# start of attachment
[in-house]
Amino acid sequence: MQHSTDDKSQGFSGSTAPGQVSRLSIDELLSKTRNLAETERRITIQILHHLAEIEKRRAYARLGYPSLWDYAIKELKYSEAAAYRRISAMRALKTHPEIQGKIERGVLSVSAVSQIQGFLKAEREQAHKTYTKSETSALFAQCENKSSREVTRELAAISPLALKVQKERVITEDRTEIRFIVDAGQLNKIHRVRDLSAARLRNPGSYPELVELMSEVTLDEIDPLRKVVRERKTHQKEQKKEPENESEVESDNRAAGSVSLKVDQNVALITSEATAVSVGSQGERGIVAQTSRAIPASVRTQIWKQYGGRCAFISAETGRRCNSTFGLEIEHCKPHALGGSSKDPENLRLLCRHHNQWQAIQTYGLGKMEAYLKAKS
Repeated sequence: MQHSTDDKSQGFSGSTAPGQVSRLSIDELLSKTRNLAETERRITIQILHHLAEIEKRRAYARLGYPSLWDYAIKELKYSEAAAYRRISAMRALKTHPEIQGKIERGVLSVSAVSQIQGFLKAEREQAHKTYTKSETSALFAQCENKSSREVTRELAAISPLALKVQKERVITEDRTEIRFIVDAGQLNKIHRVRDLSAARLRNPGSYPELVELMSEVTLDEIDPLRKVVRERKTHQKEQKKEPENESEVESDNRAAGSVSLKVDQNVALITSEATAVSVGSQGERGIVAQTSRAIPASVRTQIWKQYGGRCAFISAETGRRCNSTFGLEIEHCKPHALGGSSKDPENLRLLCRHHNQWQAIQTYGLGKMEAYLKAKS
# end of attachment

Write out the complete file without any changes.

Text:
[in-house]
Amino acid sequence: MQHSTDDKSQGFSGSTAPGQVSRLSIDELLSKTRNLAETERRITIQILHHLAEIEKRRAYARLGYPSLWDYAIKELKYSEAAAYRRISAMRALKTHPEIQGKIERGVLSVSAVSQIQGFLKAEREQAHKTYTKSETSALFAQCENKSSREVTRELAAISPLALKVQKERVITEDRTEIRFIVDAGQLNKIHRVRDLSAARLRNPGSYPELVELMSEVTLDEIDPLRKVVRERKTHQKEQKKEPENESEVESDNRAAGSVSLKVDQNVALITSEATAVSVGSQGERGIVAQTSRAIPASVRTQIWKQYGGRCAFISAETGRRCNSTFGLEIEHCKPHALGGSSKDPENLRLLCRHHNQWQAIQTYGLGKMEAYLKAKS
Repeated sequence: MQHSTDDKSQGFSGSTAPGQVSRLSIDELLSKTRNLAETERRITIQILHHLAEIEKRRAYARLGYPSLWDYAIKELKYSEAAAYRRISAMRALKTHPEIQGKIERGVLSVSAVSQIQGFLKAEREQAHKTYTKSETSALFAQCENKSSREVTRELAAISPLALKVQKERVITEDRTEIRFIVDAGQLNKIHRVRDLSAARLRNPGSYPELVELMSEVTLDEIDPLRKVVRERKTHQKEQKKEPENESEVESDNRAAGSVSLKVDQNVALITSEATAVSVGSQGERGIVAQTSRAIPASVRTQIWKQYGGRCAFISAETGRRCNSTFGLEIEHCKPHALGGSSKDPENLRLLCRHHNQWQAIQTYGLGKMEAYLKAKS